Researchers have identified the protein in malaria-causing Plasmodium parasites that is inhibited by a newly discovered class of anti-malarial compounds known as imidazopyrazines.
Malaria is transmitted to humans via the bite of a Plasmodium-carrying mosquito.
Credit: CDC/Jim Gathany
The protein, phosphatidylinositol 4-kinase (PI4K), is the first potential malaria drug target shown to be essential to all stages of the Plasmodium life cycle; imidazopyrazines impede its activity throughout this process. Led by Elizabeth Winzeler, Ph.D., of the University of California, San Diego and Novartis Research Foundation, the research was published online today in Nature. The work was supported by the National Institute of Allergy and Infectious Diseases (NIAID), part of the National Institutes of Health, and other organizations.
When a Plasmodium-carrying mosquito bites a human, it transmits infectious parasites that travel to the liver, where they multiply and mature, and then spread throughout the bloodstream, causing malaria symptoms to develop. Dr. Winzeler and her colleagues administered imidazopyrazines to mice and nonhuman primates infected with Plasmodium and found that the compounds blocked the parasites' development both in the liver and in the bloodstream stages of infection.
They also exposed Plasmodium parasites directly to imidazopyrazines and searched for genetic differences between parasites susceptible to the compounds and those that were resistant. They found that the imidazopyrazine-resistant parasites had mutated versions of the gene that codes for PI4K.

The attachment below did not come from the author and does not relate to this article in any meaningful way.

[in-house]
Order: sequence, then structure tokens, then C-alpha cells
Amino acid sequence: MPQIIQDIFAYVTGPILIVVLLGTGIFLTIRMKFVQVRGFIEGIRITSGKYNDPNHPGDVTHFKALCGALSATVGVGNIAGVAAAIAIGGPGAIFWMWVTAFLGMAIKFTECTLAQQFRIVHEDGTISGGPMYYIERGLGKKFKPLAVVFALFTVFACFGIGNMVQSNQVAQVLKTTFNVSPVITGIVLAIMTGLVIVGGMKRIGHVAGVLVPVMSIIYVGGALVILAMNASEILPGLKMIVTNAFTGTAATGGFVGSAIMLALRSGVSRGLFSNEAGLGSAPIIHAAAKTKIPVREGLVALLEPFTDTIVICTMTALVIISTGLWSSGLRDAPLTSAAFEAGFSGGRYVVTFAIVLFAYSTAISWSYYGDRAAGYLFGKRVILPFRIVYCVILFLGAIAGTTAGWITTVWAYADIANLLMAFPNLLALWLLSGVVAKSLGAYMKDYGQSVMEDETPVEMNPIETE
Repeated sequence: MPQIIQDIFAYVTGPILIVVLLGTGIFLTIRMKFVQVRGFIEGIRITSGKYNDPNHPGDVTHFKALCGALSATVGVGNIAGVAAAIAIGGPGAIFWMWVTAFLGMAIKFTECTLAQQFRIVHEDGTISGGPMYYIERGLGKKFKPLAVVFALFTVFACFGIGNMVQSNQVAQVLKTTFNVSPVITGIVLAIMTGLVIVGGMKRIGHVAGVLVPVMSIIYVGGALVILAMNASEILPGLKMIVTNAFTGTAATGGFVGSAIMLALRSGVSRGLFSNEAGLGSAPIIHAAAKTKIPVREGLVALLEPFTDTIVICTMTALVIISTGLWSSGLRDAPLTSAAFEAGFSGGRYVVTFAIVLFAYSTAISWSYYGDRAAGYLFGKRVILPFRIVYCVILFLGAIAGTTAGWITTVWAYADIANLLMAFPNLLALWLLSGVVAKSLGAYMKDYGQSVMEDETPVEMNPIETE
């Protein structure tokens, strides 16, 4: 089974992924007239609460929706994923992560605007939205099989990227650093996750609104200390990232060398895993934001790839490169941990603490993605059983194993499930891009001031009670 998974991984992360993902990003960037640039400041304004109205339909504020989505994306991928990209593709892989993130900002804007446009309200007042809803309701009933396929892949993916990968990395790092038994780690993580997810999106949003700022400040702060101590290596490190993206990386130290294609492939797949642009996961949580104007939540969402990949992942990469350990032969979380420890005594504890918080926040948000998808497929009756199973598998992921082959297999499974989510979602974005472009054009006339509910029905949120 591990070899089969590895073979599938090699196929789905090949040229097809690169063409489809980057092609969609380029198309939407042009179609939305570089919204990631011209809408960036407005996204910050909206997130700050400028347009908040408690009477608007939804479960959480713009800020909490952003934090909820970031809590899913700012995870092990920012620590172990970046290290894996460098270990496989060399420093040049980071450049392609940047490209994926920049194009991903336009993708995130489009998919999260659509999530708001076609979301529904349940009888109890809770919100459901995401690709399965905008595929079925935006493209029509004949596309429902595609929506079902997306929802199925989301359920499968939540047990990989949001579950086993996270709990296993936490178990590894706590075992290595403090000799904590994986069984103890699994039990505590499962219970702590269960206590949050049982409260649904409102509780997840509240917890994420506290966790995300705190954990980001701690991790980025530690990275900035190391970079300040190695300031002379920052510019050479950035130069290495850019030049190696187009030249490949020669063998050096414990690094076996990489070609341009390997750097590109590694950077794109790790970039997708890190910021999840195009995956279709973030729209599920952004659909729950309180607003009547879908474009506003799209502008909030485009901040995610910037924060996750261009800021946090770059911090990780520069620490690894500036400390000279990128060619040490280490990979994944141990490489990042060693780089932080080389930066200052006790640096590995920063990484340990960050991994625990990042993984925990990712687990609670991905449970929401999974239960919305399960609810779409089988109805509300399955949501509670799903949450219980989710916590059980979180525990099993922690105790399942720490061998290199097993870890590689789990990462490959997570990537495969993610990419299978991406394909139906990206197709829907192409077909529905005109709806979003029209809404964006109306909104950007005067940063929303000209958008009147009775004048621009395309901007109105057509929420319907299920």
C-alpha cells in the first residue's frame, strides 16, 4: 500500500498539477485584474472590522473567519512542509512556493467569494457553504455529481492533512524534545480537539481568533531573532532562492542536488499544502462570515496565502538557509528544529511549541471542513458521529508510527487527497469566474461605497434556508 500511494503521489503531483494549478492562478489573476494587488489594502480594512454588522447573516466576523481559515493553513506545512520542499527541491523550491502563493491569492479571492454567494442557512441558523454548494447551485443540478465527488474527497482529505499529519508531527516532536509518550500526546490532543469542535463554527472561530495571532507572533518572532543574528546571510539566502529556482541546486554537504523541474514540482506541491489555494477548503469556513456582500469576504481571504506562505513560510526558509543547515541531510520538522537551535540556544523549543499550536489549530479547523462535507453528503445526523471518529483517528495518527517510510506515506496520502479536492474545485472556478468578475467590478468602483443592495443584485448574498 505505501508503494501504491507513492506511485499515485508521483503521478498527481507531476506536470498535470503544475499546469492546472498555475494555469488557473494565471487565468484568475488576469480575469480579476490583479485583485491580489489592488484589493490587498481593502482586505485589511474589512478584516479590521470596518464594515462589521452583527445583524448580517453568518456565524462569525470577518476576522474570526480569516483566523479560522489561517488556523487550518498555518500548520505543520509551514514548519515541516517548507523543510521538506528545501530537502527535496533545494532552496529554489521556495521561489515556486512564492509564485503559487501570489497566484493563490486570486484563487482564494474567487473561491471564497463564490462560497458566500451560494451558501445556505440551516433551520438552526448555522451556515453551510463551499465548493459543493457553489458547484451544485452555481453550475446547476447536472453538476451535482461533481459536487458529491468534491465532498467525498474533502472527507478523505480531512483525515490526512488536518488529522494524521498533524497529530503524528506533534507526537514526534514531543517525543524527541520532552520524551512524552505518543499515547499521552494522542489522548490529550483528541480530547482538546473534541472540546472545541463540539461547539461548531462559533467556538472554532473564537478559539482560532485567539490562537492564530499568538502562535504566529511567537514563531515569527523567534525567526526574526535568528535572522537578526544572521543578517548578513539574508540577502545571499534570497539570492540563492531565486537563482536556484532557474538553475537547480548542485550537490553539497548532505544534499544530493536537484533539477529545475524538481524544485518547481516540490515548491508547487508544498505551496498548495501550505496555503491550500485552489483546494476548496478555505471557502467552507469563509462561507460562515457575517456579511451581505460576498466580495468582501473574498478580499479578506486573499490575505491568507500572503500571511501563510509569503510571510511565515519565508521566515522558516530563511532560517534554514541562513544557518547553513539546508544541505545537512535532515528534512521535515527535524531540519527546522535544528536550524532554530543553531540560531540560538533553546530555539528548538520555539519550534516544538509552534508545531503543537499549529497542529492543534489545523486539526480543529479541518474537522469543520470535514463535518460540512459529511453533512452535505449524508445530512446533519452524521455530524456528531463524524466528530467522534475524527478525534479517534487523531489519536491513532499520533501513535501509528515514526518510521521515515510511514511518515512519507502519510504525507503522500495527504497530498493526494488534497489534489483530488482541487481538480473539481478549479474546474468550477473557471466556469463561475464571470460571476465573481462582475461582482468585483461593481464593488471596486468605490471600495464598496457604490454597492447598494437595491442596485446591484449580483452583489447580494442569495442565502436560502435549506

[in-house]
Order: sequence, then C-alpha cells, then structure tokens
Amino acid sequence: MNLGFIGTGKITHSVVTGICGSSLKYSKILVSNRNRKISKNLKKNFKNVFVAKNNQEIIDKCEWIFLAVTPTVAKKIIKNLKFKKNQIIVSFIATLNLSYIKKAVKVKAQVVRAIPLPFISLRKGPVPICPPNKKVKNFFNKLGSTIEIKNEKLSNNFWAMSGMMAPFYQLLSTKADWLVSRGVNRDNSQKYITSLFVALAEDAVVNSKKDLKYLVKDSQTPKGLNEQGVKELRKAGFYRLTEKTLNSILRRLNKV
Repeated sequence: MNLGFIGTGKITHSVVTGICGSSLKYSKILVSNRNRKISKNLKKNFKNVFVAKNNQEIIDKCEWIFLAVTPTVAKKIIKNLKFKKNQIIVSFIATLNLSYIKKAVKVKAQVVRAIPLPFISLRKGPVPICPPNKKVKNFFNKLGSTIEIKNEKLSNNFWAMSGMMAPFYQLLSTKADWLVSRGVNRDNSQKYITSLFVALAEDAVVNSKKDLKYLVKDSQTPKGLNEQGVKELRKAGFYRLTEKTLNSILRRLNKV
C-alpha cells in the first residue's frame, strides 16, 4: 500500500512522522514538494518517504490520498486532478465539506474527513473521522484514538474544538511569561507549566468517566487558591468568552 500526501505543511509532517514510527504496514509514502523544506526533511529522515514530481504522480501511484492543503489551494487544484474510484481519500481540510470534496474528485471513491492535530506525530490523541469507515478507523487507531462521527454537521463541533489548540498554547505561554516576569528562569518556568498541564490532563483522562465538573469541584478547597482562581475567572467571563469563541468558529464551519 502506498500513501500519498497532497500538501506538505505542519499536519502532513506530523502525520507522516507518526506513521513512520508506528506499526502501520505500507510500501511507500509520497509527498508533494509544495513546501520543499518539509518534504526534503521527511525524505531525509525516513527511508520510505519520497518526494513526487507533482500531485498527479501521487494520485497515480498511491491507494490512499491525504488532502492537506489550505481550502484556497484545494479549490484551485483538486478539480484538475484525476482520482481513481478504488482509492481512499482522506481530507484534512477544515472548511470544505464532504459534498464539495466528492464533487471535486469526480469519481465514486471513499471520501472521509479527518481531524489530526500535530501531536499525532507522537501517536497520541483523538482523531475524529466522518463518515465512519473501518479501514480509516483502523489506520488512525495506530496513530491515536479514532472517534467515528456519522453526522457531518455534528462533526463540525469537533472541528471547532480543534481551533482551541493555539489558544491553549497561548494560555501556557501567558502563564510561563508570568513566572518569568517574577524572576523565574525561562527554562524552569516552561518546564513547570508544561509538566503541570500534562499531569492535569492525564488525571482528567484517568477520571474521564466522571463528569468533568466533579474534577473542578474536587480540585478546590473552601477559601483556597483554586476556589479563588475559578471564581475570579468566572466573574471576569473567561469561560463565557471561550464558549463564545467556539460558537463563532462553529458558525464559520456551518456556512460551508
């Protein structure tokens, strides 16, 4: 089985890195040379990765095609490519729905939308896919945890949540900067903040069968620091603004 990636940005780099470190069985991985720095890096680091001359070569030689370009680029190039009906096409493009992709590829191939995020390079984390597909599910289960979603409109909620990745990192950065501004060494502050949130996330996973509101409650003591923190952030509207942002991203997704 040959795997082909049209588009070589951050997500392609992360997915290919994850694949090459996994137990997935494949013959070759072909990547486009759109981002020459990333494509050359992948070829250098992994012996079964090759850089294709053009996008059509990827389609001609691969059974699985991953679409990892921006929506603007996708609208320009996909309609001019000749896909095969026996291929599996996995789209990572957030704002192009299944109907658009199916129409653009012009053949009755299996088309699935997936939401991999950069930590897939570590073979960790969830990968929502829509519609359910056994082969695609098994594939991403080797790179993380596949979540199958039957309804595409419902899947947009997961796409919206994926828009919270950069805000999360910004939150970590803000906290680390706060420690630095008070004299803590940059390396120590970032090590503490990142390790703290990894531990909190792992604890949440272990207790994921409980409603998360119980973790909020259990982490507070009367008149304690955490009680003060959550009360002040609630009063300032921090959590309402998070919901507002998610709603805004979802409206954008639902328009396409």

Currently, only one drug, primaquine, has been approved for elimination of liver-stage parasites for the treatment of relapsing malaria. Knowing that PI4K makes Plasmodium parasites susceptible to imidazopyrazines during the liver and bloodstream stages should help researchers optimize these compounds for future clinical testing in humans, the study authors write.
ARTICLE: McNamara CW et al. Targeting Plasmodium PI(4)K to eliminate malaria. Nature. DOI: 10.1038/nature12782 (2013).
Martin John Rogers, Ph.D., Program Officer, Parasite Drug Development, in NIAID's Parasitology and International Programs Branch, is available to discuss the findings.
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